The Journey consists of 15 6ft oil paintings which hang throughout the cathedral to form a ‘walking route’ to follow the way of the cross with Christ on his final journey. Each painting, which depicts one lonely figure, has been painted in such a way to challenge and speak to all who view them.
“We are not just observers of the journey of Christ,” says the artist Penny Warden, “rather we use His journey to help us to understand our journey through life.”
Penny Warden writes, “My aim in painting these Stations of the Cross was to translate the familiar images of Christ’s final journey of trial, condemnation and eventual crucifixion, into a new arrangement of colour and form. I reduced the images to a minimum, to one lone(ly), life-size and faceless figure so that the viewer – instead of just observing a past event of someone else’s story – could enter instead into a dialogue with this figure. Whilst the stations are rooted in an historical event they speak universally the human condition. ‘The Journey’ of Christ to his inevitable death is symbolic of all who suffer.
The vibrant colours of each Station of the Cross have been chosen carefully depending on what it was depicting and also the physical location of the painting in the cathedral. The first station is predominantly purple suggesting the royalty of Christ and the robe given to him by his accusers. This theme of purple carries on through each painting mainly in a crown of thorns and in Christ’s wounds.
There is a notable absence of any cross in the paintings, although it is strongly implied in each and the viewer is encouraged to look for it. The lack of a cross may enable the paintings to reach out to as wide an audience as possible. However more importantly, it is to convey to the viewer that suffering is not only caused by external factors or is imposed by others, but it is also an inner experience, inseparable from life. The paintings try to speak of the anguish of human life and of our feelings of abandonment and alienation.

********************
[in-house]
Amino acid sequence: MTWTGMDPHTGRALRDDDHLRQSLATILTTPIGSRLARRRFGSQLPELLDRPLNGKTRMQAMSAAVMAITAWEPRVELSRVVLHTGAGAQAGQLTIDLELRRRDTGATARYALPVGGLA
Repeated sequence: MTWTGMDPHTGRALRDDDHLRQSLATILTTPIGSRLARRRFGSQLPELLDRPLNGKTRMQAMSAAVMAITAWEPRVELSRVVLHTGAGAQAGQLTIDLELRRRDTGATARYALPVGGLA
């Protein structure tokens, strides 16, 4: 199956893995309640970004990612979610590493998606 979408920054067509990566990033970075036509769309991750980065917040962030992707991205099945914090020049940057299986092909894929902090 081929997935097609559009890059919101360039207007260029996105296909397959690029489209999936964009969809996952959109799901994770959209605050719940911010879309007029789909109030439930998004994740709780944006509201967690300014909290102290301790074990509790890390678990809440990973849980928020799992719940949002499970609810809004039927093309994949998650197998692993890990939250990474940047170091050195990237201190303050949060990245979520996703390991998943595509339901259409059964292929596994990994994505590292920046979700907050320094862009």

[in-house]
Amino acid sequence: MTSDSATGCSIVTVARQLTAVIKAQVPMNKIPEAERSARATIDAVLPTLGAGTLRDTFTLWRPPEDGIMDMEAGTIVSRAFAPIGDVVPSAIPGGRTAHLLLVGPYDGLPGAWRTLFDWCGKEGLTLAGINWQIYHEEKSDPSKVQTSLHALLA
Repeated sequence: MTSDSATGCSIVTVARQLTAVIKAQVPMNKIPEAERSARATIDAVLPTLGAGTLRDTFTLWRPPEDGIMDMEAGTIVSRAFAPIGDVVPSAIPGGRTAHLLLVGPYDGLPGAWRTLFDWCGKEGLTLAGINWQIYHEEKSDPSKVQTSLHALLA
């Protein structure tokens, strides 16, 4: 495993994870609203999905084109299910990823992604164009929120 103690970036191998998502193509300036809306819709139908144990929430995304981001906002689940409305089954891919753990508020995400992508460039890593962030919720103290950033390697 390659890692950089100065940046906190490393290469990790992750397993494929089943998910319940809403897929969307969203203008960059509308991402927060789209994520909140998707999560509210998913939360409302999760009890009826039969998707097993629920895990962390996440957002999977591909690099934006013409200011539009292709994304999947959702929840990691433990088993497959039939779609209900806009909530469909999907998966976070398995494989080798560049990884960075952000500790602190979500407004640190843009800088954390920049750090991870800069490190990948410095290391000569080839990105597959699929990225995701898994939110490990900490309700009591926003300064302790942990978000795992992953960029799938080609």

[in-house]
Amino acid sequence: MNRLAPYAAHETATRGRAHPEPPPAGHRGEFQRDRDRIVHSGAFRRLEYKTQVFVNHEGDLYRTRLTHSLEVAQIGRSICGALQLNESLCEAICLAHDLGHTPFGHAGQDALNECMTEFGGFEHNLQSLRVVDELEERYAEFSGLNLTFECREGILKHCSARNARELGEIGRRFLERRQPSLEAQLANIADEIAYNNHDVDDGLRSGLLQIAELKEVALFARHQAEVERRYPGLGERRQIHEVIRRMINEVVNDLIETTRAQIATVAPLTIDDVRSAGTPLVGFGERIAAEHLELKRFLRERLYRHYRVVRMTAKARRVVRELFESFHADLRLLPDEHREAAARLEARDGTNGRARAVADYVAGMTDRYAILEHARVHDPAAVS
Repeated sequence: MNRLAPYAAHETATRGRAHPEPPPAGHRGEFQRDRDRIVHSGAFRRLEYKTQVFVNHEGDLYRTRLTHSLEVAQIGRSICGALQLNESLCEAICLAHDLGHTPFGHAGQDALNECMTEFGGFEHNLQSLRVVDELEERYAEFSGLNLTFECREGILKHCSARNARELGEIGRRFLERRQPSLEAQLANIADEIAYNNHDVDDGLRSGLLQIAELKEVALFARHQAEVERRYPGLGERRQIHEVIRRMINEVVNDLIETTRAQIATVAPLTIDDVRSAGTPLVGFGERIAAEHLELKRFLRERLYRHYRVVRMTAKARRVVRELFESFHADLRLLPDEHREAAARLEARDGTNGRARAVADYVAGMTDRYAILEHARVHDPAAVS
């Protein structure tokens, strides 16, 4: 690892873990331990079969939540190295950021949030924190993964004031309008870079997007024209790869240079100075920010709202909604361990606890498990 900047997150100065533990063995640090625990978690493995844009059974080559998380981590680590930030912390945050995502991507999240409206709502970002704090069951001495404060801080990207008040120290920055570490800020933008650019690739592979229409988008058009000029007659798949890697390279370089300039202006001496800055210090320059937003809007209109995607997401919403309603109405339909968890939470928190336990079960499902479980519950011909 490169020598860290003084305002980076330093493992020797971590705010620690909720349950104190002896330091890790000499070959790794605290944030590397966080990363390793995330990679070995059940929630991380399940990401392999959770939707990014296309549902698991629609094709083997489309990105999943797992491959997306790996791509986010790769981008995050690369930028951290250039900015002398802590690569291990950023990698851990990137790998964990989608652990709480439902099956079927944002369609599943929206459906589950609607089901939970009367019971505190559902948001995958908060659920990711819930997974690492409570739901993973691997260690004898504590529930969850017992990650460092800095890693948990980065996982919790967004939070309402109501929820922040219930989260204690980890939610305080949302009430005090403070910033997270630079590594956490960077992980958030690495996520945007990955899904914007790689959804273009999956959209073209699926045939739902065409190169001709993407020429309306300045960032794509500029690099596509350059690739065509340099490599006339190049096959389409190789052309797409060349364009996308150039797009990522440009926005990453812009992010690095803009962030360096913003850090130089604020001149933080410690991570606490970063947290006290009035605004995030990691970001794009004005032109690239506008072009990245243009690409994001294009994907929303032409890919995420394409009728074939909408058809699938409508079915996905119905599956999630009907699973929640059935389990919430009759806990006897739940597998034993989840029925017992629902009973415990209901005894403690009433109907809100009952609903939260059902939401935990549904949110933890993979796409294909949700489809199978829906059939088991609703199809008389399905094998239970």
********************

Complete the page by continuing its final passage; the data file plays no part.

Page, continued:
Importantly a 15th Station of the Cross was added – the Resurrection. This is rare, as traditionally the Stations end with Jesus being laid in the tomb. However this series of paintings aims to express the Christian hope, and that which survives the desolation and destruction of human suffering, namely the human spirit. As St Paul writes, “we are afflicted in every way, but not crushed; perplexed but not driven to despair; persecuted but not mistaken; struck down, but not destroyed.”
Penny Warden’s contemporary Stations of the Cross “are both striking and sensitive encouraging the viewer to notice what she has seen. By exploring a traditional subject in a radical and contemporary way she presents the familiar to a Christian audience in an unfamiliar way and engages with believers and non-believers alike”. Nicola Currie writes in Anglican-Episcopal World (Trinity 2005)
“When you have walked the journey in Blackburn Cathedral you will leave having discovered a little more of what it means to be human in an age where inhumanity must not be allowed to win.” (Canon Chris Chivers)